Malaria in pregnancy
Magwali, T. L.
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It is estimated that, nearly five billion episodes of clinical malaria occur worldwide each year. The disease causes about three million deaths annually with Africa suffering 90% of this burden.'it is also estimated that 25 million women fall pregnant in the malaria-endemic areas of Africa each year.2 Most o f the deaths due to malaria in Africa are in pregnant women and children under the age of five years.3 Plasmodium falciparum causes the most severe malarial illness and most cases in Africa are caused by this species of the malaria parasite.3The prevalence of Plasmodium falciparum infection among pregnant women in rural areas in parts o f Africa can be very high. Verhoff and co-workers found a prevalence ofplasmodium falciparum malaria of 35.3% among primigravidae and 13.6% in multigravidae in a study done among pregnant women in rural Malawi.4 Women who live in areas of high or moderate (stable) malaria transmission have a degree of immunity to malaria whereas women who live in areas of low (unstable) malaria transmission usually have no immunity to the disease.5 Pregnancy is known to cause a lowered capacity for type 1 immune response.6 This reduces immunity to diseases such as malaria, tuberculosis and leishmaniasis.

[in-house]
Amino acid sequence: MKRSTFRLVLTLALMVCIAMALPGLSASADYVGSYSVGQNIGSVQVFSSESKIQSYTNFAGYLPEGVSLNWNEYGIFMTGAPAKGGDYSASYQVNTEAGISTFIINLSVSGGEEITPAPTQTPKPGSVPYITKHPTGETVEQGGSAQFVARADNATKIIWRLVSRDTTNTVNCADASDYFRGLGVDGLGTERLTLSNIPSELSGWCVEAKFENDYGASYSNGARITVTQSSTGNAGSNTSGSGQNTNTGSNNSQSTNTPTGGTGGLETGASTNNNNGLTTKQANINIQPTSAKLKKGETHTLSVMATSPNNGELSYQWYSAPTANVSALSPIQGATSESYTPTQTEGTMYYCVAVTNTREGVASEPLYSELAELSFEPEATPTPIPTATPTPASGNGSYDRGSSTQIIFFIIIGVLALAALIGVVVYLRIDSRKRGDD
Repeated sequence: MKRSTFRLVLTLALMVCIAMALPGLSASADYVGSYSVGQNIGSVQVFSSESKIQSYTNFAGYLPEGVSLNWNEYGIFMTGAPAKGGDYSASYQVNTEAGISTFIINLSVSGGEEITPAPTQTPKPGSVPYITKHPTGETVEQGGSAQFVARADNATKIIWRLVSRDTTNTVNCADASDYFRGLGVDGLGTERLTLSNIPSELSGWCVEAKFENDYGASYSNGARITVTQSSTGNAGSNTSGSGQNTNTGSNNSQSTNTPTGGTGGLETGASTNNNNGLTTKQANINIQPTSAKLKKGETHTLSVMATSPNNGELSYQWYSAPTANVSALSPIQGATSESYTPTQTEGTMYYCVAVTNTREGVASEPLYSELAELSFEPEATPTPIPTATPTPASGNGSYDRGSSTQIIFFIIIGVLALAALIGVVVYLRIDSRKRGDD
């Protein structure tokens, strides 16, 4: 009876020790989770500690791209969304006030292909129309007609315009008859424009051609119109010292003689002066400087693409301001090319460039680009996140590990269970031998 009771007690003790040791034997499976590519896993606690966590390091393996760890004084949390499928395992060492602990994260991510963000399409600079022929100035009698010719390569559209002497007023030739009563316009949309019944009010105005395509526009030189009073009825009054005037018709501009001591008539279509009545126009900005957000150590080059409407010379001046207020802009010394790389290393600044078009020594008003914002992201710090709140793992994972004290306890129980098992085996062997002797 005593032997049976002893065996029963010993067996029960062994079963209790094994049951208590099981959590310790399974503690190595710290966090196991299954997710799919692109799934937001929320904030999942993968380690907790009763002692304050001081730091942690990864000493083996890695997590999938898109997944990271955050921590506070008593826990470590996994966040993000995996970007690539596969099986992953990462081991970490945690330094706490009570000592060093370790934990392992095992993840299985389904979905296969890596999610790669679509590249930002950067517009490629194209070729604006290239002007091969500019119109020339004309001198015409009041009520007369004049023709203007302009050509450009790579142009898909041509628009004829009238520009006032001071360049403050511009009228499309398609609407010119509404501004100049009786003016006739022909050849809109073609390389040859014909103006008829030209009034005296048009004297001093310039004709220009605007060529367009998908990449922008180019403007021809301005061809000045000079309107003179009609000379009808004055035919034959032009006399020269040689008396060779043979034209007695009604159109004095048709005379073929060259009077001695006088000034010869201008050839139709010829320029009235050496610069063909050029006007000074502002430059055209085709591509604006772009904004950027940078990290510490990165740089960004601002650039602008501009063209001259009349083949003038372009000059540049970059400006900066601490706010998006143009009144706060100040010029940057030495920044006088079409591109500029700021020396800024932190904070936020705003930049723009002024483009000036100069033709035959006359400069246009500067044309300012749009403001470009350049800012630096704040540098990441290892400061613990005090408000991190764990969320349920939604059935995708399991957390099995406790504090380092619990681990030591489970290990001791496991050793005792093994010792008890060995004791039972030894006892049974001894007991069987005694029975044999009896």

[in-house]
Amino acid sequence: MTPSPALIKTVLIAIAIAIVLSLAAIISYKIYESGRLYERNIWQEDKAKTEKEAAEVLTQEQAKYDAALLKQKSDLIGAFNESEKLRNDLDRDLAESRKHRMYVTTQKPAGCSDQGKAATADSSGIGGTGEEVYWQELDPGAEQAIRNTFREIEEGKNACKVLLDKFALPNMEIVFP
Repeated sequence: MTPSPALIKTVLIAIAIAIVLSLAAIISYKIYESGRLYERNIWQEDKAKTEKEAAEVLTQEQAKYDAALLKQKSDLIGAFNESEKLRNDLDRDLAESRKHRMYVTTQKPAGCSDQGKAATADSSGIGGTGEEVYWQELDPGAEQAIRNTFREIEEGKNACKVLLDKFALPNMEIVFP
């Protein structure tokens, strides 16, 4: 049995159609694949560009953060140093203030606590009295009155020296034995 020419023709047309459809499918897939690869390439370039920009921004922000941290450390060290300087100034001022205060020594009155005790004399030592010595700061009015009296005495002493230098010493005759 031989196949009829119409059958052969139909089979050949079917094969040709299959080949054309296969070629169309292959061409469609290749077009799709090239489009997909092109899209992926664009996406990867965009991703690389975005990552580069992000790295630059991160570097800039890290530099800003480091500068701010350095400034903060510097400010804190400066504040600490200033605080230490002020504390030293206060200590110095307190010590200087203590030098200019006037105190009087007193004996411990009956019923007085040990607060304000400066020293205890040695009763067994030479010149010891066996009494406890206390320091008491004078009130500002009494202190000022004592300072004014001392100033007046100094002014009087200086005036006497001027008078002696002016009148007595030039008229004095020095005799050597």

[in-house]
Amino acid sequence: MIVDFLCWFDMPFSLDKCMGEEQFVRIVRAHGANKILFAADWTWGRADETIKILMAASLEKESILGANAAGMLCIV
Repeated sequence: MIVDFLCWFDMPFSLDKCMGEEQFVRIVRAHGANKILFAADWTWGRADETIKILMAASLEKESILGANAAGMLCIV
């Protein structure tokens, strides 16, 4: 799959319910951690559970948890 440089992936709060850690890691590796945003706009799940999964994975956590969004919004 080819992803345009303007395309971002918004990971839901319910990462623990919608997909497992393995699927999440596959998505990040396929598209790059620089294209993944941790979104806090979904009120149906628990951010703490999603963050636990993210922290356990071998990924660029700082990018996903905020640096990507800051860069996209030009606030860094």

Additional Citation InformationMagwali, T. L. (2008). Malaria in pregnancy. Central African Journal of Medicine, 54 (l/4), 20-22.
University of Zimbabwe, College of Health Sciences